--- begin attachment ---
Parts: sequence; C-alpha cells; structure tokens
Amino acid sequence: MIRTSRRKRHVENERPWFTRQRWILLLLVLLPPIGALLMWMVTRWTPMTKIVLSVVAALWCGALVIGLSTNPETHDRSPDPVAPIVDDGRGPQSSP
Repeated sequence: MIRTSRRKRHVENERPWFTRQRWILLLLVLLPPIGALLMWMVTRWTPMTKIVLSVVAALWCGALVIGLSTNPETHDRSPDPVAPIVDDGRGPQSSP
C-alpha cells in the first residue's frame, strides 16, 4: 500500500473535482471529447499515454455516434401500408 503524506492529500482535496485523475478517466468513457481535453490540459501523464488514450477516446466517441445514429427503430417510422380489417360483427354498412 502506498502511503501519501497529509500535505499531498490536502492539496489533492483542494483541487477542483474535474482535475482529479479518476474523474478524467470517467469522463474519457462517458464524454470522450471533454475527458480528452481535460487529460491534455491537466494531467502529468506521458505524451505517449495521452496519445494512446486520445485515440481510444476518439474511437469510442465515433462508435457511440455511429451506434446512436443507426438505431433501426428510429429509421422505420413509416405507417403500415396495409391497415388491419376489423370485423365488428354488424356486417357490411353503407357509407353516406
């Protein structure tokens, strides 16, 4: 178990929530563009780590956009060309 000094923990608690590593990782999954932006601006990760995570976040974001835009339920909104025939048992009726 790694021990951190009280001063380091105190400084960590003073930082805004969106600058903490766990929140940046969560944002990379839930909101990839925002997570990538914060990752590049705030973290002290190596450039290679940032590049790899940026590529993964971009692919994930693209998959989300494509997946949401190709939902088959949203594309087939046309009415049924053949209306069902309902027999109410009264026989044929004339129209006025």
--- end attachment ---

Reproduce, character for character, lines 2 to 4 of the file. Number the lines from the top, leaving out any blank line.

Amino acid sequence: MIRTSRRKRHVENERPWFTRQRWILLLLVLLPPIGALLMWMVTRWTPMTKIVLSVVAALWCGALVIGLSTNPETHDRSPDPVAPIVDDGRGPQSSP
Repeated sequence: MIRTSRRKRHVENERPWFTRQRWILLLLVLLPPIGALLMWMVTRWTPMTKIVLSVVAALWCGALVIGLSTNPETHDRSPDPVAPIVDDGRGPQSSP
C-alpha cells in the first residue's frame, strides 16, 4: 500500500473535482471529447499515454455516434401500408 503524506492529500482535496485523475478517466468513457481535453490540459501523464488514450477516446466517441445514429427503430417510422380489417360483427354498412 502506498502511503501519501497529509500535505499531498490536502492539496489533492483542494483541487477542483474535474482535475482529479479518476474523474478524467470517467469522463474519457462517458464524454470522450471533454475527458480528452481535460487529460491534455491537466494531467502529468506521458505524451505517449495521452496519445494512446486520445485515440481510444476518439474511437469510442465515433462508435457511440455511429451506434446512436443507426438505431433501426428510429429509421422505420413509416405507417403500415396495409391497415388491419376489423370485423365488428354488424356486417357490411353503407357509407353516406